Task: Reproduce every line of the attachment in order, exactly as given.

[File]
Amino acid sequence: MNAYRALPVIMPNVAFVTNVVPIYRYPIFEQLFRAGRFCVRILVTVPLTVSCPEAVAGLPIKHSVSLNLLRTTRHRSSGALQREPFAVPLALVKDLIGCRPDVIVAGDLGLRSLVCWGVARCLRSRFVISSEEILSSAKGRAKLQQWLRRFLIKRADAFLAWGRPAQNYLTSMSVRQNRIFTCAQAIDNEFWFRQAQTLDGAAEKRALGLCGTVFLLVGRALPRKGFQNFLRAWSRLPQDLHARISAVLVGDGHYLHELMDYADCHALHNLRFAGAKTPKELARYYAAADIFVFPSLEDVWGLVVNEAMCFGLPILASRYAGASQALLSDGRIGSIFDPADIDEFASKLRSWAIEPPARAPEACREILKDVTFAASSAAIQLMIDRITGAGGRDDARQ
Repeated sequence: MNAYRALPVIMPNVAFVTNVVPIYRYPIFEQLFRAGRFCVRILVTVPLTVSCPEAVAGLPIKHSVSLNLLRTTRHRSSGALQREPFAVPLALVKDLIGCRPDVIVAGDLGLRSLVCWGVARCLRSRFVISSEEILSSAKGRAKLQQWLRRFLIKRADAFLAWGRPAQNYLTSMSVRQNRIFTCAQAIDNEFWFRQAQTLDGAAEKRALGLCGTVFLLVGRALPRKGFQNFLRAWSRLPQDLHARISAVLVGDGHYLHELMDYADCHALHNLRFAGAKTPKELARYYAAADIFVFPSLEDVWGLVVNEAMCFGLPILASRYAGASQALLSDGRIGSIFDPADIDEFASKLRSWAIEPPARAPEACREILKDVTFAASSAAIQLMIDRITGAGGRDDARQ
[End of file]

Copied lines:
Amino acid sequence: MNAYRALPVIMPNVAFVTNVVPIYRYPIFEQLFRAGRFCVRILVTVPLTVSCPEAVAGLPIKHSVSLNLLRTTRHRSSGALQREPFAVPLALVKDLIGCRPDVIVAGDLGLRSLVCWGVARCLRSRFVISSEEILSSAKGRAKLQQWLRRFLIKRADAFLAWGRPAQNYLTSMSVRQNRIFTCAQAIDNEFWFRQAQTLDGAAEKRALGLCGTVFLLVGRALPRKGFQNFLRAWSRLPQDLHARISAVLVGDGHYLHELMDYADCHALHNLRFAGAKTPKELARYYAAADIFVFPSLEDVWGLVVNEAMCFGLPILASRYAGASQALLSDGRIGSIFDPADIDEFASKLRSWAIEPPARAPEACREILKDVTFAASSAAIQLMIDRITGAGGRDDARQ
Repeated sequence: MNAYRALPVIMPNVAFVTNVVPIYRYPIFEQLFRAGRFCVRILVTVPLTVSCPEAVAGLPIKHSVSLNLLRTTRHRSSGALQREPFAVPLALVKDLIGCRPDVIVAGDLGLRSLVCWGVARCLRSRFVISSEEILSSAKGRAKLQQWLRRFLIKRADAFLAWGRPAQNYLTSMSVRQNRIFTCAQAIDNEFWFRQAQTLDGAAEKRALGLCGTVFLLVGRALPRKGFQNFLRAWSRLPQDLHARISAVLVGDGHYLHELMDYADCHALHNLRFAGAKTPKELARYYAAADIFVFPSLEDVWGLVVNEAMCFGLPILASRYAGASQALLSDGRIGSIFDPADIDEFASKLRSWAIEPPARAPEACREILKDVTFAASSAAIQLMIDRITGAGGRDDARQ